What child doesn’t dread the unseen monsters potentially lurking under the bed, or stalking around the shadows outside the window? These photographs from the 1920s realize this terror in a series of comical and upsetting staged horror.
The series of 15 photographs turned up on eBay recently, stereoviews that you could once glimpse in 3D with a coin-operated drop card machine. According to the listing, on the back of one is written: “The Goblins will get you if you don’t watch out.” And indeed, the poor girl who fitfully sleeps (or in one, randomly, prays) with a series of papier-mâché-masked bogeymen after being sheperded to her bed beneath a worn “God Bless Our Home” painting does meet an unfortunate end.
The story behind why these were made isn’t clear. Would you take your children to the stereoscopic viewer to warn them of the demons that will haunt them if they aren’t good (the traditional threat of the bogeyman)? Were they for adults to reminisce about their own childhood fears? Either way, there’s something amazingly creepy about them, from a sad-faced bogeyman suddenly looming in the window like the horse peaking his head out of the curtains in Henry Fuseli’s 1781 “The Nightmare”, to a bulbous-headed goblin grinning up from the floor. Apologies in advance if any of them lumber into your dreams.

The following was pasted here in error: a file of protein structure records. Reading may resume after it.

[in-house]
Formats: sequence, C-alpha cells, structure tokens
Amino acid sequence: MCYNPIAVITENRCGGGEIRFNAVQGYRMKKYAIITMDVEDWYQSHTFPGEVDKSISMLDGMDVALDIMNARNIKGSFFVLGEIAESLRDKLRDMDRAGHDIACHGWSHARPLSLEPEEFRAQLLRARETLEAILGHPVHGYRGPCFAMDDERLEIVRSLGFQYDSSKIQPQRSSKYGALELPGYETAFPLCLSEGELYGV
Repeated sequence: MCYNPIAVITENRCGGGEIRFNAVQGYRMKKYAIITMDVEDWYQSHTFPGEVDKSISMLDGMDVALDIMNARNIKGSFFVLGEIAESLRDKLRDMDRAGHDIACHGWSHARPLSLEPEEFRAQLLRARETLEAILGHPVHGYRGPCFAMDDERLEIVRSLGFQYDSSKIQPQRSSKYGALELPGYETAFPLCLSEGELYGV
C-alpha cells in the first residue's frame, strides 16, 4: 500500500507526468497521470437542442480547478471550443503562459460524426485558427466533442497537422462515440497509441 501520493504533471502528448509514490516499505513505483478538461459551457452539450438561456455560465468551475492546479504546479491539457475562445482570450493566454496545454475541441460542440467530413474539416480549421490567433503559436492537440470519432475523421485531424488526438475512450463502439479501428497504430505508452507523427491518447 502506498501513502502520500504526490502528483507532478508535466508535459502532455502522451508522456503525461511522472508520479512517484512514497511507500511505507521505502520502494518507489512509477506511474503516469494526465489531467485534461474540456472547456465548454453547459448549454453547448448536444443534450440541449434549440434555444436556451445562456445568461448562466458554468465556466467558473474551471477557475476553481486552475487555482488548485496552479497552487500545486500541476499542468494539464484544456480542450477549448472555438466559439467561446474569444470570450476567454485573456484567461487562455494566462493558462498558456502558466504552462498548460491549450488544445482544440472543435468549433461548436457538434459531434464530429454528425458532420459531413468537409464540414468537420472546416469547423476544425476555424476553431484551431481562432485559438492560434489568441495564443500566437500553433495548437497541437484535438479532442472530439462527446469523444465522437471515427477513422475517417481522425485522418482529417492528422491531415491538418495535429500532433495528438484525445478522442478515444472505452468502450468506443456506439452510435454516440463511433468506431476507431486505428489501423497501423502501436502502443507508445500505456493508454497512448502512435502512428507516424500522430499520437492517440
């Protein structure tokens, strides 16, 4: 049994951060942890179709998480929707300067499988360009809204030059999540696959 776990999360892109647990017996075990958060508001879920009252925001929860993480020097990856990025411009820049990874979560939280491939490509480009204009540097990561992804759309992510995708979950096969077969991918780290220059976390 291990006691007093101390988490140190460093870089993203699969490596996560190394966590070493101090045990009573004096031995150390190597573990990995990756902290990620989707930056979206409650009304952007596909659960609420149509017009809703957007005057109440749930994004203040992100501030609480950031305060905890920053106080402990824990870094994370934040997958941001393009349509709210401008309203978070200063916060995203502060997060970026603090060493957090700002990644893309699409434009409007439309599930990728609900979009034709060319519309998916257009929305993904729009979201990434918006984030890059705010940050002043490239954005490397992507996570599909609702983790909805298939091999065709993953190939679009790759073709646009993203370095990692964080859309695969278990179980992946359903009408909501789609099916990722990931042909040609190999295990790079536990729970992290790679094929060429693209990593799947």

Despite the widespread youthful panic the bogeyman instills, he’s not too common in art, although there are some frightening exceptions. Duane Michals created an unsettling bogeyman sequence in 1973 where an ominous trench coat on a stand turns out to contain a sinister creature after all. Back in the late 1700s, Goya even etched a shrouded figure approaching a mother and her children in “Que viene el coco (Here Comes the Bogey-Man).”
Yet the sequence of the 1920s photographs has a haunting, DIY approach all its own. Here are the photographs of the nightmare:
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